Android Nougat is out! Sort of. The 7.0 update to the world’s largest mobile operating system probably won’t reach your phone for a while, thanks to the convoluted way Android updates work. It’ll be down to the phone’s manufacturer to set a timescale and send the update, but what that does mean is that, as Google’s baby, Nexus owners should already have update access. Woo!
But what’s there to get excited about? Normally a x.0 release signifies something radical, but in the case of Nougat (a name chosen by the internet), it’s more little refinements that solve some of Android’s biggest irritations. Here’s what to expect.
Galaxy Note users are reading this and probably thinking “hold on, I’ve already got multitasking!” That may be true, but now the feature is based in at a system level, rather than an aftermarket add-on cooked up by Samsung. Google’s implementation means phablet and tablet users can finally put their big screens to good use, showing two apps side-by-side. To activate, it’s as simple as holding the Overview button and choosing a second app to load.
Apple introduced a similar feature back in iOS 9, and it proved more useful than expected when the company unveiled its iPad Pro. On the 12.9-inch screen, multitasking makes sense as it allows users to take better advantage of the available space. Google’s implementation may give tablets like the Pixel C a new lease of life.
Let’s be honest, this is the reason most people are gonna upgrade. In its infinite wisdom, Google has extended support for Unicode 9 to Android, which means all the great additions to the emoji guidelines (yes, they do exist) have made their debut. Avocado, gorilla, illness, and egg are just some of the new ways users can express themselves.
Nougat also brings the skin tone picker to Android, but unlike iOS, it doesn’t remember your preference. This leads to an annoying tone-picking process every single time you want to add a new emoji.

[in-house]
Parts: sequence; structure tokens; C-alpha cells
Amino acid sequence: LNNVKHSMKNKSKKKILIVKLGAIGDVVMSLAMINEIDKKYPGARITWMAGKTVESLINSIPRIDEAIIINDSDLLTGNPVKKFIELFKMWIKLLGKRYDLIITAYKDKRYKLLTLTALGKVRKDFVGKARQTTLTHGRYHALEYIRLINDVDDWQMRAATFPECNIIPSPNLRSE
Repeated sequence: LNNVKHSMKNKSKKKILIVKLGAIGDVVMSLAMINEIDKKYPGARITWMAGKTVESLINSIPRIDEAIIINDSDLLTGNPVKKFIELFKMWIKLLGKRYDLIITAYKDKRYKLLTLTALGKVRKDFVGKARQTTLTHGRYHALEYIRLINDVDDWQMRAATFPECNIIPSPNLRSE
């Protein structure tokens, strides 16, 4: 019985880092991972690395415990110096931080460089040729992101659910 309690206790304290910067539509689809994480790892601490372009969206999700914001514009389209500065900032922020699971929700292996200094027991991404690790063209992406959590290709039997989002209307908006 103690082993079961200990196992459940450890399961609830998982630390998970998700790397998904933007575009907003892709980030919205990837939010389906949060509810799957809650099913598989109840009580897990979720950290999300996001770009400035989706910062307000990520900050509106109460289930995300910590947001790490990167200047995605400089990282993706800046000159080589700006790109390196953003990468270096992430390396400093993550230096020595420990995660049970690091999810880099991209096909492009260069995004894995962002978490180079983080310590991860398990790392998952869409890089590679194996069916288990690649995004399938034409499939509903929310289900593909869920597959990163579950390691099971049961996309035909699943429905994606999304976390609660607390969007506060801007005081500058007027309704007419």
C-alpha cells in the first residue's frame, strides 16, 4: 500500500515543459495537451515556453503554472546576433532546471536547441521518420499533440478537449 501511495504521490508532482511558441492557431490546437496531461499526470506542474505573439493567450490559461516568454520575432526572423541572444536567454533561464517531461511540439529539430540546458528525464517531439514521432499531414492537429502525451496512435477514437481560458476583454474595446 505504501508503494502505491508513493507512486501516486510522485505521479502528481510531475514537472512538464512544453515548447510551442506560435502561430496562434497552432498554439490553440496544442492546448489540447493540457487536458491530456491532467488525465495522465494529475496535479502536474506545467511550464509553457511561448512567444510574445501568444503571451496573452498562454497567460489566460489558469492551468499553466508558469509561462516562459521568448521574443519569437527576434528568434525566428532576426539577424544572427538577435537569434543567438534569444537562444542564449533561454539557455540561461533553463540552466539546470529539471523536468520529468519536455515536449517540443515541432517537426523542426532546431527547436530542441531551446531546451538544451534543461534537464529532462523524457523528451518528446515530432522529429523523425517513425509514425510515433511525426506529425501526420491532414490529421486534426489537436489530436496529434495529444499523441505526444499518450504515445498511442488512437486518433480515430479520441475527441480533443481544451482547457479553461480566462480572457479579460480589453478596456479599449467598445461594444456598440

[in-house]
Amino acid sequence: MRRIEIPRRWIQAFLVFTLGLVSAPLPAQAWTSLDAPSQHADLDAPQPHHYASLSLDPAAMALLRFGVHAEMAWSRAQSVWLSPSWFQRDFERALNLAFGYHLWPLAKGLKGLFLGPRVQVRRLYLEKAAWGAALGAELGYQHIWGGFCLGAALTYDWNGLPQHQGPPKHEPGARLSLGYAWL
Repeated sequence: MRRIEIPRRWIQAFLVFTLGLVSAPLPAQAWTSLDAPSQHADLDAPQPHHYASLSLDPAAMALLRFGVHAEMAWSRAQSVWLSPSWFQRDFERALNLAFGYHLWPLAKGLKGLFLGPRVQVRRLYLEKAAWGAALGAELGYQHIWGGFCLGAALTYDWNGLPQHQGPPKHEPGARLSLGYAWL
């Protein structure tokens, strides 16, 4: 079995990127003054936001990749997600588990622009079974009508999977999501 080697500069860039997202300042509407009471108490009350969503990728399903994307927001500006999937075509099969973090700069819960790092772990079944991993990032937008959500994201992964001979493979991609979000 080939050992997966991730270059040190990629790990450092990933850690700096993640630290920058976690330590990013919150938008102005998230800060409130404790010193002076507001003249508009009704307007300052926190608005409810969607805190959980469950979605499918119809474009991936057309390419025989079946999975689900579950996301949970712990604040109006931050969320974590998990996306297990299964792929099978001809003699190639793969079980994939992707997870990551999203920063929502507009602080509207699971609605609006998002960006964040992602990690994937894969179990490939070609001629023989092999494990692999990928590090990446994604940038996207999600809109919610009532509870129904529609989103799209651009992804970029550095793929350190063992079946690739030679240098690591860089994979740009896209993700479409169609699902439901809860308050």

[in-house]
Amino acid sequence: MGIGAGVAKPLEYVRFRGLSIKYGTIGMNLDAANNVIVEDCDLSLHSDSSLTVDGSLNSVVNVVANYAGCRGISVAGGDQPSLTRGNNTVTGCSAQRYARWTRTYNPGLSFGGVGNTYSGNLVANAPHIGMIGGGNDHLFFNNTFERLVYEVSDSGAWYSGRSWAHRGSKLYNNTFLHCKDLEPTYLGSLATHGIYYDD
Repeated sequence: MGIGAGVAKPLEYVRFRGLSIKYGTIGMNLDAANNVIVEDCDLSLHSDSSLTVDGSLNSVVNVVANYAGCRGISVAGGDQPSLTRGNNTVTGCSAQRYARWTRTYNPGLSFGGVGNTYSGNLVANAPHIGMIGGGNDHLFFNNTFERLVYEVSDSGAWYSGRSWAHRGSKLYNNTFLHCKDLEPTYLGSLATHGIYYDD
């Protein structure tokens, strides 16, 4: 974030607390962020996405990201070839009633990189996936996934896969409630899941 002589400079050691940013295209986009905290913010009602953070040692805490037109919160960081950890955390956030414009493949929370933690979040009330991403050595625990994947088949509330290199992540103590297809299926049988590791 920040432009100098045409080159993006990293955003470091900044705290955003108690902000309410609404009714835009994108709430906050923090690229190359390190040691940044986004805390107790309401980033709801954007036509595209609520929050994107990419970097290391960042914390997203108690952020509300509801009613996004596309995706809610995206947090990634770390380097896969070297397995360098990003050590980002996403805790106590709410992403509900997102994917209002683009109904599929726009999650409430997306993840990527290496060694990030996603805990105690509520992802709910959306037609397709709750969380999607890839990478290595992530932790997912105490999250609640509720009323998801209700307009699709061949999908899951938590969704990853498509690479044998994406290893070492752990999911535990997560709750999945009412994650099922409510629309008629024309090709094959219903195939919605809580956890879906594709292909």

Pokémon Go means everyone’s phones die before lunchtime, and Google has picked up the zeitgeist in the nick of time by making some much-needed Doze improvements. The battery-saving feature debuted in Android Marshmallow, and in Nougat now tries to kill juice-sucking apps when the phone’s screen is off. Don’t expect great savings, though: The Verge writes that it didn’t notice a big difference in battery life, though the reviewer was using a near-final beta version.
Google has also made it easier to access battery-saving toggles in the Quick Settings. Users can now tap “edit” and choose which options are available with a flick down from the top of the screen.
Nougat’s virtual reality features give Samsung a run for its money, with the new “Daydream” platform. When it launches, the system will work with “dumb” headsets to provide a cheap way to join in with the VR craze, unlike the Gear VR which is priced at $99.
“Daydream” will support a fancy new touch controller for interacting with the virtual world, while apps will have better support through a special “VR mode,” improving the lag linked to motion sickness. Nougat is laying the foundations for a big shift in mobile VR solutions.